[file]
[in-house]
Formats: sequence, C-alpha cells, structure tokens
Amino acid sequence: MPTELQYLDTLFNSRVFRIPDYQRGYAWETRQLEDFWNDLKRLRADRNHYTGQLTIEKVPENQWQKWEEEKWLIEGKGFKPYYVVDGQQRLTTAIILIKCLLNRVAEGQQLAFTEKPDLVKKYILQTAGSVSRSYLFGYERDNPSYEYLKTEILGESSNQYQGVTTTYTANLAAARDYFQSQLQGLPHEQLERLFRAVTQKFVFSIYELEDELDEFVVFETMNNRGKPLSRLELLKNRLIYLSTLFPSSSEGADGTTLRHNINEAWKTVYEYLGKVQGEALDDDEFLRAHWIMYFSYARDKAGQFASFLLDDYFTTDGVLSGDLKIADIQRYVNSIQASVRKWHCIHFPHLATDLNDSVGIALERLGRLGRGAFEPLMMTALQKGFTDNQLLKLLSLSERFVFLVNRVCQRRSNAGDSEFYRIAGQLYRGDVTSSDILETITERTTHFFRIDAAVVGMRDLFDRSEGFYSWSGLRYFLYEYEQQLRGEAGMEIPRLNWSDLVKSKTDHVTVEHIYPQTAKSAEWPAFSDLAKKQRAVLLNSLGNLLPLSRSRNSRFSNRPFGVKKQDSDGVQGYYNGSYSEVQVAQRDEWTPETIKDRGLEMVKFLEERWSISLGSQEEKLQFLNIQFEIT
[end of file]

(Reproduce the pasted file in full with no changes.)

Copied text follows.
[in-house]
Formats: sequence, C-alpha cells, structure tokens
Amino acid sequence: MPTELQYLDTLFNSRVFRIPDYQRGYAWETRQLEDFWNDLKRLRADRNHYTGQLTIEKVPENQWQKWEEEKWLIEGKGFKPYYVVDGQQRLTTAIILIKCLLNRVAEGQQLAFTEKPDLVKKYILQTAGSVSRSYLFGYERDNPSYEYLKTEILGESSNQYQGVTTTYTANLAAARDYFQSQLQGLPHEQLERLFRAVTQKFVFSIYELEDELDEFVVFETMNNRGKPLSRLELLKNRLIYLSTLFPSSSEGADGTTLRHNINEAWKTVYEYLGKVQGEALDDDEFLRAHWIMYFSYARDKAGQFASFLLDDYFTTDGVLSGDLKIADIQRYVNSIQASVRKWHCIHFPHLATDLNDSVGIALERLGRLGRGAFEPLMMTALQKGFTDNQLLKLLSLSERFVFLVNRVCQRRSNAGDSEFYRIAGQLYRGDVTSSDILETITERTTHFFRIDAAVVGMRDLFDRSEGFYSWSGLRYFLYEYEQQLRGEAGMEIPRLNWSDLVKSKTDHVTVEHIYPQTAKSAEWPAFSDLAKKQRAVLLNSLGNLLPLSRSRNSRFSNRPFGVKKQDSDGVQGYYNGSYSEVQVAQRDEWTPETIKDRGLEMVKFLEERWSISLGSQEEKLQFLNIQFEIT